The International Philly Fringe: A welcome to far-flung artists

Anyone who says that Philadelphia is provincial hasn’t attended the annual Philadelphia Fringe Festival. Here’s the latest sampling of shows, performances, playwrights, and artists from around the world. Phindie writer Henrik Eger gives a hearty WELCOME to all of them.

Globe, magic

BELGIUM

Welgekomen, Anne Teresa De Keersmaeker. Philadelphia, with our many dance companies, is ready to get challenged by your minimalist abstract feminist Rosas danst Rosas. Your work has even inspired Beyoncé in her “Countdown” music video.

BORNEO

Selamat datang, and Yindī t̂xnrạb khuṇ, Skowmon Hastanan, from Thailand now New York, taking us on your interactive and experimental Borneo Odyssey, following in the footsteps of the Borneo Expeditions by the Penn Museum scientists of 1896-1898, even meeting a talking orangutan.

FRANCE

Bienvenu, Aaron Cromie et Mary Tuomanen avec votre The Body Lautrec about Toulouse Lautrec, the famous painter of the Moulin Rouge, outsider, exhibitionist, and medical object.

Bienvenu, Michael Durkin and your collaborators and co-conspirators at the Renegade Company, reimaging Victor Hugo’s Hunchback of Notre Dame as a mute play, a wordless drama, a silent film on stage.

GERMANY

Willkommen, Helgard Haug, Stefan Kaegi, und Daniel Wetzel und Euer Rimini Protokoll. I can’t wait to hear from 100 real Philadelphians—expert performers acting only as themselves—answering hot button questions, giving everyone a chance to see where we stand.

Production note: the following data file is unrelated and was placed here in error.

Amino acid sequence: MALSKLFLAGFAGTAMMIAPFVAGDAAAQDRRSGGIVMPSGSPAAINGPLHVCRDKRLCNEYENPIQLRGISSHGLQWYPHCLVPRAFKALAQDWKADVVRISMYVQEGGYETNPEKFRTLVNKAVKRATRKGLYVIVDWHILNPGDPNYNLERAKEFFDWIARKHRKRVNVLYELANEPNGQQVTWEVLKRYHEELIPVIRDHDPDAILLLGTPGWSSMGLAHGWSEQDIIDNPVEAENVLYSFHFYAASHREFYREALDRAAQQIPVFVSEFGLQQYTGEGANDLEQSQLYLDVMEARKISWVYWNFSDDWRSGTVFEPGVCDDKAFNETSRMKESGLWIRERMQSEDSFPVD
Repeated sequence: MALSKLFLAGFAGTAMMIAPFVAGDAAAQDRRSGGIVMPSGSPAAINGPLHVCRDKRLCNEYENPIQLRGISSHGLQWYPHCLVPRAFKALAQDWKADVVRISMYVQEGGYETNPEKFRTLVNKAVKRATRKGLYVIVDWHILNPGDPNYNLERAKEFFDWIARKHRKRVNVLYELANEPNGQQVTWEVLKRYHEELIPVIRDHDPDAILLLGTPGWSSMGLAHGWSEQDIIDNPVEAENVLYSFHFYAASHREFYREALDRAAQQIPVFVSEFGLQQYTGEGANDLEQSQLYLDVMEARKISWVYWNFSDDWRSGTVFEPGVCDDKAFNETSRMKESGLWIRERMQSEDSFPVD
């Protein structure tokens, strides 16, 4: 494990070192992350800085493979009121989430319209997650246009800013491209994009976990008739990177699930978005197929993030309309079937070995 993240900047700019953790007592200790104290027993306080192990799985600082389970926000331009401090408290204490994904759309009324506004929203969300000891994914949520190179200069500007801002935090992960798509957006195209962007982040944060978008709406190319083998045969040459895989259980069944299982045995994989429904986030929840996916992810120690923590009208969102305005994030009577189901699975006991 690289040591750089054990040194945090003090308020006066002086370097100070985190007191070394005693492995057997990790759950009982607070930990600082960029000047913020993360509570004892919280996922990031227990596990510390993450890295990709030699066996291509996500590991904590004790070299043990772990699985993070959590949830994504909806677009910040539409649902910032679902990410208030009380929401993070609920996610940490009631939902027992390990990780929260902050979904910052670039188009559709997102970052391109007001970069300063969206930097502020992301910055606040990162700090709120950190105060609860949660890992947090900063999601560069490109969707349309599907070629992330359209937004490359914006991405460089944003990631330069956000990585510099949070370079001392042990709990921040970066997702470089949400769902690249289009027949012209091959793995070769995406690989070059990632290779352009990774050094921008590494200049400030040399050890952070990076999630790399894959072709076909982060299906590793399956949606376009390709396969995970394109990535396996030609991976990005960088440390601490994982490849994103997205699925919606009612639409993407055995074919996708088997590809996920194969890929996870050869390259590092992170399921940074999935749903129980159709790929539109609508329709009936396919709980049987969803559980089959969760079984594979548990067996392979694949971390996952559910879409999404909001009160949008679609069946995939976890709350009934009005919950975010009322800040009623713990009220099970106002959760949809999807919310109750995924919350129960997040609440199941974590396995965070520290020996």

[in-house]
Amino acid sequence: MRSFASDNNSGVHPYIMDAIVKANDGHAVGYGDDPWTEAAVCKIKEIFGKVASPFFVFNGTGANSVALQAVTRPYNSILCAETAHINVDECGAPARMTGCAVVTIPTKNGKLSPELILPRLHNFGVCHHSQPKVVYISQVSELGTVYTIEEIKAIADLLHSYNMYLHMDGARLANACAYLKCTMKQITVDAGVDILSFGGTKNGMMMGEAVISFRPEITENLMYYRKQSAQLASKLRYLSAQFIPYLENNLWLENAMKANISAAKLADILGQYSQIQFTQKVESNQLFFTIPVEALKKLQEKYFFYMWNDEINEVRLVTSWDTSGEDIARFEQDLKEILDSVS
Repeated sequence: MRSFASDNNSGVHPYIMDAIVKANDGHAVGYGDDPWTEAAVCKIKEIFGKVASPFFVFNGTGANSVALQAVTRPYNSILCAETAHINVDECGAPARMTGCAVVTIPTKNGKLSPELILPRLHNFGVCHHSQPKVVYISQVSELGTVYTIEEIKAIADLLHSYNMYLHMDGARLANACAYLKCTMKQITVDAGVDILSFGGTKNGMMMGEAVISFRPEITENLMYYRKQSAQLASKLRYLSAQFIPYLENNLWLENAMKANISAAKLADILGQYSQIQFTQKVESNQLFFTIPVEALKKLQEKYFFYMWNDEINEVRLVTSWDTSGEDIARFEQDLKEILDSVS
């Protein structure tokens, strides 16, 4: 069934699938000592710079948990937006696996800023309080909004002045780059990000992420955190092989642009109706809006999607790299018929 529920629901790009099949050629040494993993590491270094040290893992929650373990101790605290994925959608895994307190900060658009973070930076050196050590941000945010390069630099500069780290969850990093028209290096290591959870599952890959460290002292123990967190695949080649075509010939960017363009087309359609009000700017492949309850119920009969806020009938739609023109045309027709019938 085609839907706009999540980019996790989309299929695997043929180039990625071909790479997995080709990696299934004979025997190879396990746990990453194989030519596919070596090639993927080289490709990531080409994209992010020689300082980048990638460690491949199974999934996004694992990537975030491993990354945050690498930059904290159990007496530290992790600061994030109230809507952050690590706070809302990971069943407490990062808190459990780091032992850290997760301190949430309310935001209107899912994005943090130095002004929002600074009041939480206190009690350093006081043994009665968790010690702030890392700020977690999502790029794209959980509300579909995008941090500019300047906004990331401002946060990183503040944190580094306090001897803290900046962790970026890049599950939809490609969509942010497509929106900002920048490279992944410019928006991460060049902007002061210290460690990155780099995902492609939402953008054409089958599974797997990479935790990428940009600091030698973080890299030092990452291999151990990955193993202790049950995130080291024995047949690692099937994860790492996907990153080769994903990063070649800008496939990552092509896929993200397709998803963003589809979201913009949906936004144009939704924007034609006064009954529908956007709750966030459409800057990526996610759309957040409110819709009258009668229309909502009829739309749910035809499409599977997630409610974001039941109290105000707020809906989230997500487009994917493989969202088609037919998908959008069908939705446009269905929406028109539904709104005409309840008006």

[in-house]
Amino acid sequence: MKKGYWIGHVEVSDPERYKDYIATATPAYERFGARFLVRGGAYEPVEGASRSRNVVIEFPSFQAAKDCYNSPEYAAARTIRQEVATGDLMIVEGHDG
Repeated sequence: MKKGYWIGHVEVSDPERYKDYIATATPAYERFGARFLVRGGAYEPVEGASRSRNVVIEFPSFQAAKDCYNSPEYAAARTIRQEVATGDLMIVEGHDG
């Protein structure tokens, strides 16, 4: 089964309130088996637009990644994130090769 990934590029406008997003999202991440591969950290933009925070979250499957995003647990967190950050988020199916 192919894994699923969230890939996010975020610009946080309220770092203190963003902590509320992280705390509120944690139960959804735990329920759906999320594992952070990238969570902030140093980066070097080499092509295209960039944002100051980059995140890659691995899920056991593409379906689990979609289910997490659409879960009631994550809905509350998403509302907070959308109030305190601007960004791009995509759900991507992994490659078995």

Willkommen, Engelbert Humperdinck, the Grimm brothers, and the Children’s Opera Box, performing your Hansel and Gretel—a frightfullydelightful musical journey into the woods for children of all ages.

GREECE

Kalós órises, Achilles and Briseis in Jon Lipsky’s Living in Exile: Retelling of the Iliad who, with the help of the Philadelphia Experimental Theatre Ensemble,lets us experience the “war-making rage in us all” and “the horror outside and inside our living rooms.”

Kalós órises, Aesop and the Drexel Players, who promise to make us part of the famed Greek fables by taking us into the “dog-eat-dog corporate world” in AE$OP.

Kalós órises, Sophocles and Van Martin Productions with your comedic musical retelling of the incestuous Greek tragedy Oedipus, not shying away from herpes spreading through Athens.

Kalós órises, Trajal Harell from New York. Your provocative, gender-bending, cat walking version of ancient Greek theatre in Antigone Sr., might upset traditionalists while delighting cutting edge dance aficionados.

IRAN

Khosh amadid. Nassim Soleimanpour. You can’t leave Iran because you refused to do military service, but you sent us your work. Your play, White Rabbit, Red Rabbit, is being performed by actors around the world who have never read, let alone rehearsed, it before they take the stage.

ITALY

Benvenuto, Romeo Castellucci e Socìetas Raffaello Sanzio. Last year, you shocked even some of the most avant-garde theatre goers with On the Concept of the Face, Regarding the Son of God. Now, I can’t wait to see one of Europe’s most hard hitting directors present another thought provoking piece— Rothko’s rebellious act at The Four Seasons Restaurant.

NAMIBIA

Wayakurua, Jackie Sibblies Drury. Your “dark, funny, and unruly play” about “late 19th century subjugation of the indigenous Herero people by German colonialists” is putting you on the map as a rising playwright. Coming from Germany, I am particularly interested in We Are Proud to Present (a Presentation About the Herero of Namibia, Formerly Known as Southwest Africa, From the German Sudwestafrika, Between the Years 1884-1915), directed by Matt Pfeiffer.